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 Author: questioner [ Tue Jul 27, 2010 4:45 am ] Post subject: GMAT Percentage (Data Sufficiency) What percentage of families in the state have annual incomes over \$50,000 and have a net worth over \$500,000?(1) 65% of all the families in the state have an annual income over \$50,000.(2) 20% of the families in the state with an annual income over \$50,000 have a net worth above \$500,000.A. Statement (1) BY ITSELF is sufficient to answer the question, but statement (2) by itself is not.B. Statement (2) BY ITSELF is sufficient to answer the question, but statement (1) by itself is not.C. Statements (1) and (2) TAKEN TOGETHER are sufficient to answer the question, even though NEITHER statement BY ITSELF is sufficient.D. Either statement BY ITSELF is sufficient to answer the question.E. Statements (1) and (2) TAKEN TOGETHER are NOT sufficient to answer the question, meaning that further information would be needed to answer the question.(C) Statement (1) alone is not sufficient, because it only gives us the percentage of families in the state with the required annual income, but gives no information regarding the net worth.Statement (2) is not sufficient because, although it tells you about the percentage of families that satisfy the question, it does not give you the percentage of families in the state that have an annual income of \$50,000.Statements (1) and (2) COMBINED are sufficient. 20% of the 65% are families who both have annual incomes over \$50,000 AND have a net worth above \$500,000. To find out the percentage of people with both traits, multiply the two independent variables. The two statements give these two variables.Remember, however, that for these questions you do not need to solve for an answer; you simply need to establish whether or not you have sufficient information to do so.-------------I am confused by the wording of the question.Should not statement 2 be sufficient here since it satisfies both requirements?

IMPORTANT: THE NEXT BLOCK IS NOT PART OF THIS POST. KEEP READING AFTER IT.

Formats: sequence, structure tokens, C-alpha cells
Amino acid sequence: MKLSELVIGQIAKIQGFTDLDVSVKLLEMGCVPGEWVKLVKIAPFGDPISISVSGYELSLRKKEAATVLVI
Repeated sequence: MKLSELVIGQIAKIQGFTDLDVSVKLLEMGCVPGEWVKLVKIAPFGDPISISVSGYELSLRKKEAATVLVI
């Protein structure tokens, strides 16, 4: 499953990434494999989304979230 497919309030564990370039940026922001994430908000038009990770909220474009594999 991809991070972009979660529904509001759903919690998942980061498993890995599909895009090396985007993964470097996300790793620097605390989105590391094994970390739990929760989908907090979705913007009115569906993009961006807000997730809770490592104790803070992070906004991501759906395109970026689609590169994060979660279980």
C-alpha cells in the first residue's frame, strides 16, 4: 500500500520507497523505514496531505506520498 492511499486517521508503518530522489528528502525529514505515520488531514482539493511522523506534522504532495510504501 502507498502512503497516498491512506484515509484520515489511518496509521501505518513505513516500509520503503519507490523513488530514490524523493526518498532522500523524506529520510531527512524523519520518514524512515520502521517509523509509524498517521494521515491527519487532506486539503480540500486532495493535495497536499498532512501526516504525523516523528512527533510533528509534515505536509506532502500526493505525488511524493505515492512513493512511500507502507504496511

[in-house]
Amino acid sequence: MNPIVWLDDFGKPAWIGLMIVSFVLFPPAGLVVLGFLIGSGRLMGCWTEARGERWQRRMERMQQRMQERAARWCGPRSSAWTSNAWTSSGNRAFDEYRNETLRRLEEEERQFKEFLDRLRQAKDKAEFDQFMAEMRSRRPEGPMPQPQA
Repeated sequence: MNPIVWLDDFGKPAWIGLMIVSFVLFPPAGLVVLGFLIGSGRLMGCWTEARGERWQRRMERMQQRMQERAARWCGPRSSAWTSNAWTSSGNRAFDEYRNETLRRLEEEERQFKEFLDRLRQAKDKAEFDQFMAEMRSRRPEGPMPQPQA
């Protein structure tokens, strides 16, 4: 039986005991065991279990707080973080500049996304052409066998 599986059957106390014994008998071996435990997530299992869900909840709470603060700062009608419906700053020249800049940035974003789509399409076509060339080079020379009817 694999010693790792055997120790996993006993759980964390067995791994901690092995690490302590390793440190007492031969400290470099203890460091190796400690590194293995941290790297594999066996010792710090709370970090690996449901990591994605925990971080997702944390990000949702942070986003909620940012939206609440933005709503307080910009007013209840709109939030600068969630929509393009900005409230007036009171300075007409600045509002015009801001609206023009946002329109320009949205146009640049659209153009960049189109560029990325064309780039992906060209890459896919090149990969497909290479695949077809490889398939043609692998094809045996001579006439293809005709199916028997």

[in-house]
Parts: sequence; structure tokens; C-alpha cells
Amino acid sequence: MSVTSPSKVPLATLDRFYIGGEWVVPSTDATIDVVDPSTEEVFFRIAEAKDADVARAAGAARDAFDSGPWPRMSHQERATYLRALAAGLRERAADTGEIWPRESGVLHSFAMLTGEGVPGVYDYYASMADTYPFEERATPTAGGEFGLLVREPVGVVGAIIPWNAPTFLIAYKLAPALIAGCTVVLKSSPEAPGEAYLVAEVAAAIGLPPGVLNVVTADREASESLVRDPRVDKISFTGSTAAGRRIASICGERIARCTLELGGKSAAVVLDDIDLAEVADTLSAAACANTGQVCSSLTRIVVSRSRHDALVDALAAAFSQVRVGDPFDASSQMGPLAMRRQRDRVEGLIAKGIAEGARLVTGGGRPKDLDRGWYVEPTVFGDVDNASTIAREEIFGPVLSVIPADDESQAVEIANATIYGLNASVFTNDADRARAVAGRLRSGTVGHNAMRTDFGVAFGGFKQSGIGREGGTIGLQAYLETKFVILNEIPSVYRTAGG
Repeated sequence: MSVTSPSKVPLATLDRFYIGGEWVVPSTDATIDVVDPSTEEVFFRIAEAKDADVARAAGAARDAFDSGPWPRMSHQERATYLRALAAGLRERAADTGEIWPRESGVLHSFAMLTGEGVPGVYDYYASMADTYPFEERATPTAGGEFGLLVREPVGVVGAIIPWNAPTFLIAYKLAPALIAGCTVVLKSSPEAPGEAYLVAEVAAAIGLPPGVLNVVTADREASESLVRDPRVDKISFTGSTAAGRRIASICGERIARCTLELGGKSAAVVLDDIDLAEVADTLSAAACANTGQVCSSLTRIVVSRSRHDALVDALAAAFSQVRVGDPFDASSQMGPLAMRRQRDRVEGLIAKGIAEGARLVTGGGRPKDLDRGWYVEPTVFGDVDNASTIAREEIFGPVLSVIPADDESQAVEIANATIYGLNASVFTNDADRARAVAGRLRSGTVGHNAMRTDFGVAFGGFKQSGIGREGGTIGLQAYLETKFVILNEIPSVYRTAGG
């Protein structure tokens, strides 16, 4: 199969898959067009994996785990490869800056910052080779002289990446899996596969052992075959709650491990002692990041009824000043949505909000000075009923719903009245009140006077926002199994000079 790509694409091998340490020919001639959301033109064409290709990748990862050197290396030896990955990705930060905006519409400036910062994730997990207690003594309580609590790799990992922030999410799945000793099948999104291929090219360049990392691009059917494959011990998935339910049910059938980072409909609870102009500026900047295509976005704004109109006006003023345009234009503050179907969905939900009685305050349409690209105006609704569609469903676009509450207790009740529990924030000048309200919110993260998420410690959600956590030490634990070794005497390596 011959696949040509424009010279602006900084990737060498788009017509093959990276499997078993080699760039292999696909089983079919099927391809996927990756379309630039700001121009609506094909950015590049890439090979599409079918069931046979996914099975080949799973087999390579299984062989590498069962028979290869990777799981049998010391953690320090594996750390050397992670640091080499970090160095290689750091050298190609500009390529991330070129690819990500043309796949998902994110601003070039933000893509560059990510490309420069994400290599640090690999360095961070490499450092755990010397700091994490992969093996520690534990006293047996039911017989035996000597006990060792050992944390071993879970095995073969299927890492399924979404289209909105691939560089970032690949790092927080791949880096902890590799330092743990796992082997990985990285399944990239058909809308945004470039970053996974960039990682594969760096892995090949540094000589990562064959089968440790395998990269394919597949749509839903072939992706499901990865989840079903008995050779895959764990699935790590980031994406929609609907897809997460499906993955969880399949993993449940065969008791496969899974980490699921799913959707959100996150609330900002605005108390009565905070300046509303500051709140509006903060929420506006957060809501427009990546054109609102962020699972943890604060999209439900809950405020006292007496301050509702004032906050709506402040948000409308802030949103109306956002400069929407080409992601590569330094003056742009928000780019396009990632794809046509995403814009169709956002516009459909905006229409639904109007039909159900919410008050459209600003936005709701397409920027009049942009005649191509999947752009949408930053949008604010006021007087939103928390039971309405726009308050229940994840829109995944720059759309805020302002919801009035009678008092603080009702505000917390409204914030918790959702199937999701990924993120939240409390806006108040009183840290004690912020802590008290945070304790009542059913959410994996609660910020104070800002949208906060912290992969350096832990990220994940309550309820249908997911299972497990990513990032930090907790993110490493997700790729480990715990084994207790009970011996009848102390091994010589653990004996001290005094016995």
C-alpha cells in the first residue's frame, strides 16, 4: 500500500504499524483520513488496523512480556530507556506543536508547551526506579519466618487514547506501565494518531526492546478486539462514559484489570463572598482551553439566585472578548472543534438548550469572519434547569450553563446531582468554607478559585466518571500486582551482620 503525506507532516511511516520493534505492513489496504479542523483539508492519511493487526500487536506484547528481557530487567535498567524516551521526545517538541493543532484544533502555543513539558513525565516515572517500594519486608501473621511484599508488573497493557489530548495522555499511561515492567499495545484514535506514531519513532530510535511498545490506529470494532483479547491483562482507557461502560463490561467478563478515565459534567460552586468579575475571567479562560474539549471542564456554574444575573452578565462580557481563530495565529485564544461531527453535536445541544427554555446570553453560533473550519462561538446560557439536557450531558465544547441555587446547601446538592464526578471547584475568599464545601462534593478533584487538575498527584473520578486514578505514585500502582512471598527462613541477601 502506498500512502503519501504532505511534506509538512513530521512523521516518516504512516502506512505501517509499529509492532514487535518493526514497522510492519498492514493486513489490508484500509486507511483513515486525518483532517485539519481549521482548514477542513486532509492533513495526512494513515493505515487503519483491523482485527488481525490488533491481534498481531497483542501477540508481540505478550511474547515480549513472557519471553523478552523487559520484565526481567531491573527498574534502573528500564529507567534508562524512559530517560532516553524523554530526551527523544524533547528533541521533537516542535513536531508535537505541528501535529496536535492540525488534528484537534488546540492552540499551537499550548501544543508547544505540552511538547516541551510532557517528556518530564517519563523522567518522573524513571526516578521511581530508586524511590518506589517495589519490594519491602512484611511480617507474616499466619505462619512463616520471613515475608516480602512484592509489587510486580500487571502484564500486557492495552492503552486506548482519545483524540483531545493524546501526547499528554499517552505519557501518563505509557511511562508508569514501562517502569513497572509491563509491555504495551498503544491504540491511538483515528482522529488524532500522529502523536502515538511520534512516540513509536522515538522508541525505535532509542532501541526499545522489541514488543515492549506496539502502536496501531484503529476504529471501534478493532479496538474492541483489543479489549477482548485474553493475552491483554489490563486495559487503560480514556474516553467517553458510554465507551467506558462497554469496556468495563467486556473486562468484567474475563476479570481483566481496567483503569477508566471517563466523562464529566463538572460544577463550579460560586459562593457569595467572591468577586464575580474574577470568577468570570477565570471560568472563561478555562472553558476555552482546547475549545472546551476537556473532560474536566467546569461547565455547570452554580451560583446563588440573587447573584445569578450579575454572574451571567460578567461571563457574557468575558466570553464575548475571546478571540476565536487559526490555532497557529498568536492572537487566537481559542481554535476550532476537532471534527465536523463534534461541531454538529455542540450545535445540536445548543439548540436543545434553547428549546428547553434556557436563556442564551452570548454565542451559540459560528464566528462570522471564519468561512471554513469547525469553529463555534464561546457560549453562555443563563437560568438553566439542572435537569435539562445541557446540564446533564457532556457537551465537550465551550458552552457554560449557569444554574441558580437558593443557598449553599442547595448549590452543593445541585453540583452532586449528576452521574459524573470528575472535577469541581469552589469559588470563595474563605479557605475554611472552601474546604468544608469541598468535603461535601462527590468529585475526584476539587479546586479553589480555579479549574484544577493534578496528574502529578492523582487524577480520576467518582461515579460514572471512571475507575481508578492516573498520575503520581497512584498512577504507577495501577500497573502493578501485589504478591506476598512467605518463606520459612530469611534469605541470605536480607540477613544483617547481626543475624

Author:  Gennadiy [ Tue Jul 27, 2010 5:30 am ]
Post subject:  Re: math (test 5, question 7): data sufficiency, percentages

Looking at Venn diagram when solving this question may help you to understand it better.

That is what we know when use statement (2) by itself:

Note that we know only that families in the state that have annual incomes over \$50,000 and have a net worth over \$500,000 (painted in dark) make 20% of the families in the state with an annual income over \$50,000. But what percentage does it make out of total? We do not know, because we do not know what percentage out of total make families with an annual income over \$50,000. Is 100%, or 50% or anything else?

But when we use statement (1) together with statement (2) we can answer the question: